Gov. Eric Holcomb said Thursday he is confident he has the legal authority to impose a statewide mask mandate, telling reporters after an event in Lafayette that “we do our research before we speak.”
The Republican governor’s comments came a day after he announced the mandate, which will require face coverings for anyone who is 8 years and older in indoor public places commercial entitles, transportation services, or in outside public spaces when social distancing isn’t possible. The requirement is to take effect Monday.
Holcomb said he decided to mandate masks in response to the state’s rising COVID-19 caseload.
The Indiana State Department of Health on Thursday reported 954 new COVID-19 cases, an all-time daily high for positive cases. The state has now reported more than 600 cases daily for the past 10 days.
Following Holcomb’s announcement, five Republican senators asked Indiana Attorney General Curtis Hill for an official opinion about whether the governor had the power to enforce such a mandate. Hill, also a Republican, released an advisory opinion late Wednesday that said Holcomb would need to call a special session to create and enforce the requirement.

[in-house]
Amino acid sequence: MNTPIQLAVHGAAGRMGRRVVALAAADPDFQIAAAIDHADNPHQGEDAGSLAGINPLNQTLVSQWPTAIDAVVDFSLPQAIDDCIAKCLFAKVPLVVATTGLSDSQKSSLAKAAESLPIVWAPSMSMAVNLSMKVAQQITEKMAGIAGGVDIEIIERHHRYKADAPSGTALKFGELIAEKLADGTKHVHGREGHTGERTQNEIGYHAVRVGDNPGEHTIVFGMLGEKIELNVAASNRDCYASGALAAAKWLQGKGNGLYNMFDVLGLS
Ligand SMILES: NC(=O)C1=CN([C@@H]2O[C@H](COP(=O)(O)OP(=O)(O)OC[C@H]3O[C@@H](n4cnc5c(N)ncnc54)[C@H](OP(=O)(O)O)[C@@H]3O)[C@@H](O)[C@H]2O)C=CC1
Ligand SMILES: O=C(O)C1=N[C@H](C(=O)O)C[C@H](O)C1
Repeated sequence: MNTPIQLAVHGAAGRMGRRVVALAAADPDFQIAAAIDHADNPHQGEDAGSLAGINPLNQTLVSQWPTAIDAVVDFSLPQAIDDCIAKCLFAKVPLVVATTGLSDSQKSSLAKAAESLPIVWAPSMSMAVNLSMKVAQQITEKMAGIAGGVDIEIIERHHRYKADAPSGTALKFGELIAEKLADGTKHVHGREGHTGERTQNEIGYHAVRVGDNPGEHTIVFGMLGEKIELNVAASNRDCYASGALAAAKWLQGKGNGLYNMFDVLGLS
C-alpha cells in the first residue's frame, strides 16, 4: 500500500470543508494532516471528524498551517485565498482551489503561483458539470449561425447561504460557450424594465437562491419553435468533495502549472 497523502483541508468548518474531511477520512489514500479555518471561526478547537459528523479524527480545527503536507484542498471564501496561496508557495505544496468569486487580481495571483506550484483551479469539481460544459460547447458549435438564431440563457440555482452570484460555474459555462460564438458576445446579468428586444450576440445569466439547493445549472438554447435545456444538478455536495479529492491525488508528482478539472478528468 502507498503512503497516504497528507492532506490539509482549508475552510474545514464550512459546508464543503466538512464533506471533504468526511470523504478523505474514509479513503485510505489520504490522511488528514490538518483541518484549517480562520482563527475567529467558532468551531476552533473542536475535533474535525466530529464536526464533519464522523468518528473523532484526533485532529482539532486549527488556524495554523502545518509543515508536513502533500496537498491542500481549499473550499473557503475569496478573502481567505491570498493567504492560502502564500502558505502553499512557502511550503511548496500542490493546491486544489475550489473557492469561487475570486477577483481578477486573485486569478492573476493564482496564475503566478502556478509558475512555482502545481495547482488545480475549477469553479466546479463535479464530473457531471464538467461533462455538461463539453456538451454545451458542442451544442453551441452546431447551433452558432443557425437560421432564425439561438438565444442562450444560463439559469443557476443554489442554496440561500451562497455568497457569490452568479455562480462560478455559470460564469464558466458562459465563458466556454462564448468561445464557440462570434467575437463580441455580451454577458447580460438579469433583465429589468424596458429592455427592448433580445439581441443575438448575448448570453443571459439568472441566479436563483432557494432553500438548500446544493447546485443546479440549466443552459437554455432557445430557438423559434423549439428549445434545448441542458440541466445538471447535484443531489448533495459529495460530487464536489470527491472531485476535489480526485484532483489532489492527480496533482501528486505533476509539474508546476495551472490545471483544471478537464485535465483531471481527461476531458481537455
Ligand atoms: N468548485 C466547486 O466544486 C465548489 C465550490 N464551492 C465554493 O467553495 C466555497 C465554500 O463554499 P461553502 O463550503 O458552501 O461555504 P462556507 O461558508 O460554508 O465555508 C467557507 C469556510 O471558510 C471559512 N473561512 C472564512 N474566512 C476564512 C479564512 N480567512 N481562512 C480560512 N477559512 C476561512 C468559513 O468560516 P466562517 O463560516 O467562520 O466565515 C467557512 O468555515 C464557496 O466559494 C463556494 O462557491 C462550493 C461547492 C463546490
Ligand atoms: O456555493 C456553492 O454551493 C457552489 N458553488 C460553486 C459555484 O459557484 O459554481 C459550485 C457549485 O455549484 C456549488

“Without properly delegated authority from the General Assembly, the proposed order would not have the force and effect of law,” Hill wrote in the advisory opinions. “The General Assembly would need to specifically and clearly allow for a mask mandate by law.”
Holcomb had previously said there won’t be any “mask police,” but violations will be considered a Class B misdemeanor, which can result in up to 180 days in jail and a fine of up to $1,000.
Hill said specifically in his opinion that Holcomb has no authority to create a crime or enact punishment without legislative authority.
But when asked about Hill’s opinion and whether, as governor, he believed he could issue the mandate, Holcomb said, “I wouldn’t have said it if I didn’t believe it. I do believe it.”
The Governor’s Office provided the account of Holcomb’s conversation to IBJ, which did not have a staffer in Lafayette. According to that transcript, a reporter asked Holcomb whether he’s concerned he will be sued to stop the mandate.
“I don’t live under the threat of lawsuit,” Holcomb said. “We do our research before we speak.”
Two of the five senators who requested Hill’s opinion told IBJ on Thursday they have no plans to sue to stop the mandate. In fact, one of them—Sen. Jim Buck, R-Kokomo—said he doesn’t want to get into a “legal squabble” with the governor.
“I think that’s a bridge too far, quite honestly,” Buck said.